Yes, Victoria wrote to the Secretary of State on Friday. 

As we said before, the Department is receiving a lot of correspondence at the moment so please understand it will be a matter of weeks rather than days before they respond. 

As soon as we do get a response, Victoria will pass this on to you.

Yours Sincerely,
Christopher Reid
So I wrote back again....  7.47pm 22/01/2021

Dear Mr Reid.

That the Department for Health receives a lot of correspondence is hardly surprising but is not my concern. Doubtless the Secretary of State has the power to hire sufficient staff to deal with his department's workload.
That the Secretary of State will not deal promptly with urgent correspondence from a minister at the Home Office is something that is beyond my understanding.
I remind you that I made my urgent request to Ms Atkins on the 1st of January. It is now the 22nd. I expect better.

Yours sincerely

My correspondence with my MP, or at least with someone in her office, has focussed on the narrow point of the breaking of a contract created when a member of my family signed a consent form for a medical treatment that involved two injections three weeks apart.
It is, however, interesting to note the increasing attention being given to doctors' misgivings.
Here are three pieces in this morning's news:
World Health Organisation
BBC News

Friday, January 01, 2021

Coronavirus 47 New Pandemic

 "A patch of lily pads is growing in a pond and it doubles in size every day. After thirty days, lily pads cover the pond entirely. On what day do they cover half the pond?"

"The greatest shortcoming of the human race is our inability to truly appreciate the exponential function."

2021 does not start well. We have two, related, issues.

The UK government has decided to delay the second dose of vaccine from the promised three weeks after the first to twelve weeks. Consent from those who got the first dose of the vaccine is a contract, now broken by the Government. They have now been thrown into an unregistered trial without medical oversight or evidence of benefit from one dose, receiving an off-label drug. Government has overruled the license for political expediency.

Despite many months of opportunity to plan and build the production capacity, logistics and infrastructure for a rapid rollout of a vaccination programme, ready for when a vaccine might become available, that time was squandered and we now face a shortage. The solution, in the Government's eye, is to delay the second dose.

Manufactures and doctors are appalled. It reduces the efficacy of the programme by an unknown amount. It trashes the statistical analysis that might have been done on the efficacy of the vaccination roll-out. It can no longer be used as a trial. It is a non-randomised, non-controlled, non-trial on some of our most vulnerable people. The implications are, literally, immeasurable.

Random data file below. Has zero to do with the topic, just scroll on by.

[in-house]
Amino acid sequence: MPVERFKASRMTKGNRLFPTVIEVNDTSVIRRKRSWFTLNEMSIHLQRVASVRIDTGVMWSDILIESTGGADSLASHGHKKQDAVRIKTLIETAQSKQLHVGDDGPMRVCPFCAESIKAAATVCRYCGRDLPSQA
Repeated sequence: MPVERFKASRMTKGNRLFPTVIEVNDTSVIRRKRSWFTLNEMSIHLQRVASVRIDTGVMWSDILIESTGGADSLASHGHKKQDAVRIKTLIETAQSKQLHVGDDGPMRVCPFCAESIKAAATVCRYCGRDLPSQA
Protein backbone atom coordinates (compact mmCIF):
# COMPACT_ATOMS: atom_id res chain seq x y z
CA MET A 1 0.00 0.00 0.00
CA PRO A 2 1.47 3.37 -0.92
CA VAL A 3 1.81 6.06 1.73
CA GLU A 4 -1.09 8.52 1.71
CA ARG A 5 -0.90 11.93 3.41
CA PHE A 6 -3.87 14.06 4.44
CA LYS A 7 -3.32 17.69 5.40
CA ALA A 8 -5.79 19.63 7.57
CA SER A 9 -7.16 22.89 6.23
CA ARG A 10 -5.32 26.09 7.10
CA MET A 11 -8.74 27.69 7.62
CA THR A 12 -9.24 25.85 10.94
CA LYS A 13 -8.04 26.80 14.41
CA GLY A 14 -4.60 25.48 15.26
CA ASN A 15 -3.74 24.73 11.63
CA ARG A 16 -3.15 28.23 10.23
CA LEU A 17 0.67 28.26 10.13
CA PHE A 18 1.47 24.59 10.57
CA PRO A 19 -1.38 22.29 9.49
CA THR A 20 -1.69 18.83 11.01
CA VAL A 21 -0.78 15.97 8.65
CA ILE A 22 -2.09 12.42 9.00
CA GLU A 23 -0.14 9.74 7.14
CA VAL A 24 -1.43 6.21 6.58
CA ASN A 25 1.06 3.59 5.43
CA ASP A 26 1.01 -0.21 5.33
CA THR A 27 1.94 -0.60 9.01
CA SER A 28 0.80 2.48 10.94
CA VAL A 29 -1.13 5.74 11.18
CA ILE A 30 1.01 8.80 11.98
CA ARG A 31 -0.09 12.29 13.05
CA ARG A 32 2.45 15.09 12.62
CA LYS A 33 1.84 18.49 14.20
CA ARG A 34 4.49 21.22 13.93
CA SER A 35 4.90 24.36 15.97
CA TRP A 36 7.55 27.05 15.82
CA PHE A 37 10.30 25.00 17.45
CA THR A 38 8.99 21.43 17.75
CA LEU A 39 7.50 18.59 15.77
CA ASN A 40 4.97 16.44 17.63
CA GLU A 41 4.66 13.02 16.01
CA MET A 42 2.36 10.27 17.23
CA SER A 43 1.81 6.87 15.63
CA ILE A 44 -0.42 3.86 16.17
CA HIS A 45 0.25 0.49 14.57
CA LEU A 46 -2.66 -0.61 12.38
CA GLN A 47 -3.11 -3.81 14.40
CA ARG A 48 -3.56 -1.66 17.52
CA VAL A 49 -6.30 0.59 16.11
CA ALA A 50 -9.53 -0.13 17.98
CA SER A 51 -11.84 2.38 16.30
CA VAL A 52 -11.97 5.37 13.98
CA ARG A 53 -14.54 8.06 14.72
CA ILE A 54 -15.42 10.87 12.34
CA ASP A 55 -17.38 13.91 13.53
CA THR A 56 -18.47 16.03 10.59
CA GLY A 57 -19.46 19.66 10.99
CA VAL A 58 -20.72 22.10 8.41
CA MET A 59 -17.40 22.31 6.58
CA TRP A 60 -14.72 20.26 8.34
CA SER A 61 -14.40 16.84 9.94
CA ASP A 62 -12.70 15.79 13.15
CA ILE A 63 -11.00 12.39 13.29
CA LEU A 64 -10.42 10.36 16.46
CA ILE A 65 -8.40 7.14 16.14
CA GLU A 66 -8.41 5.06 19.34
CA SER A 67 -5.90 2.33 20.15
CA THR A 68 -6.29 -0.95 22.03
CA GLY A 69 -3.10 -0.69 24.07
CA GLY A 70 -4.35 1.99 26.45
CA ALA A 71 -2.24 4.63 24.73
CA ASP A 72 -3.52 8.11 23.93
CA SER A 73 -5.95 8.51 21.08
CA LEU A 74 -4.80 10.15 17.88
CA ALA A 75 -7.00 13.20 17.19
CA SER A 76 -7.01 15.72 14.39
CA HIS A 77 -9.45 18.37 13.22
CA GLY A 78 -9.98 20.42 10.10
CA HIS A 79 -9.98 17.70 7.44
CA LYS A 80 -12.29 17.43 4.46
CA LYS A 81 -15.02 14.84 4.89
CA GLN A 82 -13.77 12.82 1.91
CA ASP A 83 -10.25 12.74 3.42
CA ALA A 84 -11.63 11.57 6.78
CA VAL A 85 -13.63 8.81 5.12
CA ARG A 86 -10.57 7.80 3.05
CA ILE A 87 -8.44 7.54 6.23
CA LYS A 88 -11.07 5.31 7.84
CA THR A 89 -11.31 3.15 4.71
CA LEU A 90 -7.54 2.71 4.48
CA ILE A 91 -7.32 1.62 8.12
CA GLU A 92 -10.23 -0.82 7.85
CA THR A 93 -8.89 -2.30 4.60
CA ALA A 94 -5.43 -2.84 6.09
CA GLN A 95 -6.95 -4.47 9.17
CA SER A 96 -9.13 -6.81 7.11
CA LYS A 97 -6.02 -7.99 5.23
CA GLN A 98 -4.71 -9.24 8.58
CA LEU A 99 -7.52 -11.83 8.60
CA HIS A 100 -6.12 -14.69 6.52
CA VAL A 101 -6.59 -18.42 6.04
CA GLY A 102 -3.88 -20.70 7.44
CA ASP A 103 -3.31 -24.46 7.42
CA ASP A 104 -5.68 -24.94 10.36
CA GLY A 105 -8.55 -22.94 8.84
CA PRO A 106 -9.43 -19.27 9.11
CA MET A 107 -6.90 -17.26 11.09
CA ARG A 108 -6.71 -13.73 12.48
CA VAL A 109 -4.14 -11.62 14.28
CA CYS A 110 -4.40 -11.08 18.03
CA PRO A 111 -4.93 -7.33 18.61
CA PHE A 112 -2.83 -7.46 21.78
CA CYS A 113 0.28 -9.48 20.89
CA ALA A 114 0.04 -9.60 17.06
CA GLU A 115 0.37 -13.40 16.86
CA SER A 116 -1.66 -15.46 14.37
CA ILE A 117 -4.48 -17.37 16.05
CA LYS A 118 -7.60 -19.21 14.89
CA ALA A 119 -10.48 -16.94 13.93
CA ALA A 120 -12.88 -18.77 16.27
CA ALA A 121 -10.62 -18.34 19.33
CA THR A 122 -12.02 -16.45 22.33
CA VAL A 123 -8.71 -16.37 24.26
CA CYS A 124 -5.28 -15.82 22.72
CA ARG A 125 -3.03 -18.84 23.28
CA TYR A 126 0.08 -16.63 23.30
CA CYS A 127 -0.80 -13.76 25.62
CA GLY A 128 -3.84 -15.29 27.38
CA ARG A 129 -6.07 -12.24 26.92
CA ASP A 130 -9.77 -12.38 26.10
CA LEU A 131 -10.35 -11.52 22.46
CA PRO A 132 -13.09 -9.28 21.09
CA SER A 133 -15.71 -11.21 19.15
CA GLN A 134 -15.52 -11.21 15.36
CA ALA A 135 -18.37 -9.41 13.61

If the proposed vaccination regime provides a weakened level of population immunity it risks an enhanced selection pressure for the vaccine to mutate further. It could turn out to be worse than useless; we do not and cannot at this stage know.

And here lies the second issue. The emerging B117 SARS-CoV-2 lineage spreads faster than its predecessors. It continued to grow during the November lockdown in which other lineages shrank. R was greater than 1. That spells disaster for 2021. We have to regard the new variant as a whole new pandemic, which spreads more rapidly than the original version. We know that the Tier System and the partial 'Lockdown' that keeps education and much commerce and manufacturing open, does not send R below 1.

The government intends to send children to school on Monday 4th January and expects people to travel to work. If they have half an ear open to scientific opinion they will know that these policies will lead to a greater mortality and morbidity through 2021 than we experienced in 2020.

For what purpose?

Further reading:

Eric Voltz et al. Transmission of SARS-CoV-2 LineageB.1.1.7 in England: Insights from linkingepidemiological and genetic data  

Harald Vöhringer et al. Lineage-specific growth of SARS-CoV-2 B.1.1.7 during the English national lockdown 


Wednesday, December 23, 2020

Coronavirus 46 #LockdownNow

Which way to Birmingham?

I wouldn't start from here.

We saw in the spring that lockdown pushes R below 1. We saw from Wuhan that a thorough lockdown combined with effective isolation and support suppresses the virus to the point of elimination. China's covid death rate per million population is just 3. In the UK that figure in now over 1000 and rising. Excess deaths will have passed 100,000 before January is over, 12 months since the virus arrived and was allowed to spread.

Now would be the ideal moment for proper national lockdown. Many households are well stocked with food; for years we have got into the habit of shopping till we drop in the days before Christmas in the, normally false, supposition that shops won't open for ages. Schools and universities are closed for their holidays. A lot of people take a lengthy break from work and many industries all but shut down between Christmas and New Year. The next couple of weeks are the least disruptive time in the year for all but the most essential workers to stay at home.